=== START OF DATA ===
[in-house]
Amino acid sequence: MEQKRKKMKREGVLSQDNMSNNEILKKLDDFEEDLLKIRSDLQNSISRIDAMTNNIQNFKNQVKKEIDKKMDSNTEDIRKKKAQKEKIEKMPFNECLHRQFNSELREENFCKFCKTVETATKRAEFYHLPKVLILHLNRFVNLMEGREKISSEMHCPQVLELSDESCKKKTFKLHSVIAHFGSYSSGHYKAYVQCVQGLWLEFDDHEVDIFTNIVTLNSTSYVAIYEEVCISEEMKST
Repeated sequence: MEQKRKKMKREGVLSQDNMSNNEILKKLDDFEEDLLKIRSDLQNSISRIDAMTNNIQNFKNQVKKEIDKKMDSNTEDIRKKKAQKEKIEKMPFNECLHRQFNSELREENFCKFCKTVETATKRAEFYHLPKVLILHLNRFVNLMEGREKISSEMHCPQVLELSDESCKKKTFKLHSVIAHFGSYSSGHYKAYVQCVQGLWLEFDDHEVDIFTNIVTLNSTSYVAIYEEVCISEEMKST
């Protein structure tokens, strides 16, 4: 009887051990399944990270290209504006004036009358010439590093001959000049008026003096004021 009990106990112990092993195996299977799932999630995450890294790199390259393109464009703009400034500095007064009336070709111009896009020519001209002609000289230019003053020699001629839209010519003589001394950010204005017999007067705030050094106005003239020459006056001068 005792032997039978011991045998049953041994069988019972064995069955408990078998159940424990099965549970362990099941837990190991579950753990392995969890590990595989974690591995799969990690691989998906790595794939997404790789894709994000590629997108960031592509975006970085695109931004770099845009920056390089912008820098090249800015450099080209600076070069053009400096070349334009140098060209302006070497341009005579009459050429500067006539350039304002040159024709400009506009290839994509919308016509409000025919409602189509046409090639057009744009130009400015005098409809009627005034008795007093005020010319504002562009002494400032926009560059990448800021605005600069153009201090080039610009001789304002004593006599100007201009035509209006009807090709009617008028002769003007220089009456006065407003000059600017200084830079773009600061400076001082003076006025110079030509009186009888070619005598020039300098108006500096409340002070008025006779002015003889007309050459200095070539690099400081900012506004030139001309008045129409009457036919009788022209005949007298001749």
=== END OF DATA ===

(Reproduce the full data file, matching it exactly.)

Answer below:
[in-house]
Amino acid sequence: MEQKRKKMKREGVLSQDNMSNNEILKKLDDFEEDLLKIRSDLQNSISRIDAMTNNIQNFKNQVKKEIDKKMDSNTEDIRKKKAQKEKIEKMPFNECLHRQFNSELREENFCKFCKTVETATKRAEFYHLPKVLILHLNRFVNLMEGREKISSEMHCPQVLELSDESCKKKTFKLHSVIAHFGSYSSGHYKAYVQCVQGLWLEFDDHEVDIFTNIVTLNSTSYVAIYEEVCISEEMKST
Repeated sequence: MEQKRKKMKREGVLSQDNMSNNEILKKLDDFEEDLLKIRSDLQNSISRIDAMTNNIQNFKNQVKKEIDKKMDSNTEDIRKKKAQKEKIEKMPFNECLHRQFNSELREENFCKFCKTVETATKRAEFYHLPKVLILHLNRFVNLMEGREKISSEMHCPQVLELSDESCKKKTFKLHSVIAHFGSYSSGHYKAYVQCVQGLWLEFDDHEVDIFTNIVTLNSTSYVAIYEEVCISEEMKST
């Protein structure tokens, strides 16, 4: 009887051990399944990270290209504006004036009358010439590093001959000049008026003096004021 009990106990112990092993195996299977799932999630995450890294790199390259393109464009703009400034500095007064009336070709111009896009020519001209002609000289230019003053020699001629839209010519003589001394950010204005017999007067705030050094106005003239020459006056001068 005792032997039978011991045998049953041994069988019972064995069955408990078998159940424990099965549970362990099941837990190991579950753990392995969890590990595989974690591995799969990690691989998906790595794939997404790789894709994000590629997108960031592509975006970085695109931004770099845009920056390089912008820098090249800015450099080209600076070069053009400096070349334009140098060209302006070497341009005579009459050429500067006539350039304002040159024709400009506009290839994509919308016509409000025919409602189509046409090639057009744009130009400015005098409809009627005034008795007093005020010319504002562009002494400032926009560059990448800021605005600069153009201090080039610009001789304002004593006599100007201009035509209006009807090709009617008028002769003007220089009456006065407003000059600017200084830079773009600061400076001082003076006025110079030509009186009888070619005598020039300098108006500096409340002070008025006779002015003889007309050459200095070539690099400081900012506004030139001309008045129409009457036919009788022209005949007298001749």